It's been a while since I've done anything for Dungeons & Drawings. I've been having a really really bad art block for the last several months. I didn't seem to like anything I drew. And while I still don't feel like I'm completely back to my comfort zone, I am gradually liking the last few things I've been drawing more.
Anyway, the firebelcher. Their entry describes them as often swimming around in lava pools. Well the first thought that came to my mind was crocodiles, but I really didn't want to go in that direction. The old red dragon illustration was vaguely mammalian anyway, so I went with basing this guy off a hippopotamus. Because hippopotami are horrendous nightmare beasts.
Sunday, 1 April 2018
The LeShay are to elves what elves are to humans. Which is what this game needed: a more hoity-toity elf. It's possible that LeShay are even the true ancestors of elves, having seeded the Material Plane with their progeny. They're adept shapeshifters, able to appear as any humanoid, but their true form is that of a white elf-like creature with deep black eyes. And despite the unsettling appearance, looking at them give one a strange sense of longing and camraderie.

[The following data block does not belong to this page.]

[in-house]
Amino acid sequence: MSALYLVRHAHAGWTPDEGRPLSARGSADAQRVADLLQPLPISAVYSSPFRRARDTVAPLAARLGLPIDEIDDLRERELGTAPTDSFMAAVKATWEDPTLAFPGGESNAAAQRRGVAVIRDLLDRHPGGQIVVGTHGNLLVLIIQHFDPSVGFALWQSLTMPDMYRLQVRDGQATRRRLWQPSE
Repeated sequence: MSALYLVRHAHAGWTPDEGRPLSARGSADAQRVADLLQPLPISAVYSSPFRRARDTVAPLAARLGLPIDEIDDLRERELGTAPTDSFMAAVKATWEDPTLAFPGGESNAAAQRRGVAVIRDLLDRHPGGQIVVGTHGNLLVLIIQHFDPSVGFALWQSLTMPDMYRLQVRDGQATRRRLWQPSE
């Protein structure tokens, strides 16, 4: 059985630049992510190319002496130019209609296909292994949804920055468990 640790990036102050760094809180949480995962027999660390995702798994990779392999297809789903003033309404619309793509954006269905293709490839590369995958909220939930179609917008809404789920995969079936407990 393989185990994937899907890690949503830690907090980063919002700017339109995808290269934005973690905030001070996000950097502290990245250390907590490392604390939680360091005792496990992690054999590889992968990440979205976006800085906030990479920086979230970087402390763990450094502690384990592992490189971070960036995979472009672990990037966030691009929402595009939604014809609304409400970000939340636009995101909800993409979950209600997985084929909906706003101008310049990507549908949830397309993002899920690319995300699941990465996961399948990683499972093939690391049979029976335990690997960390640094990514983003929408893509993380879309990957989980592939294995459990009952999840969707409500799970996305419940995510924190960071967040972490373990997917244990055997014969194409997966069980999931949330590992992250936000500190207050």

LeShay are not put off by locked doors. They will get in.
LeShay cannot be stopped by armour. They will get through.
I've been a little ehhhhhh about drawing lately. Artist's block. It happens somethings. Nothing I've drawn recently I've especially liked in anything beyond the thumbnail stage. The Halite animation I did was pretty much because I just couldn't make myself design and draw something new, so just animate something that somebody else has designed. Sometimes this loosens up my brain, sometimes it doesn't. I'm still kinda stuck, but it'll stop eventually.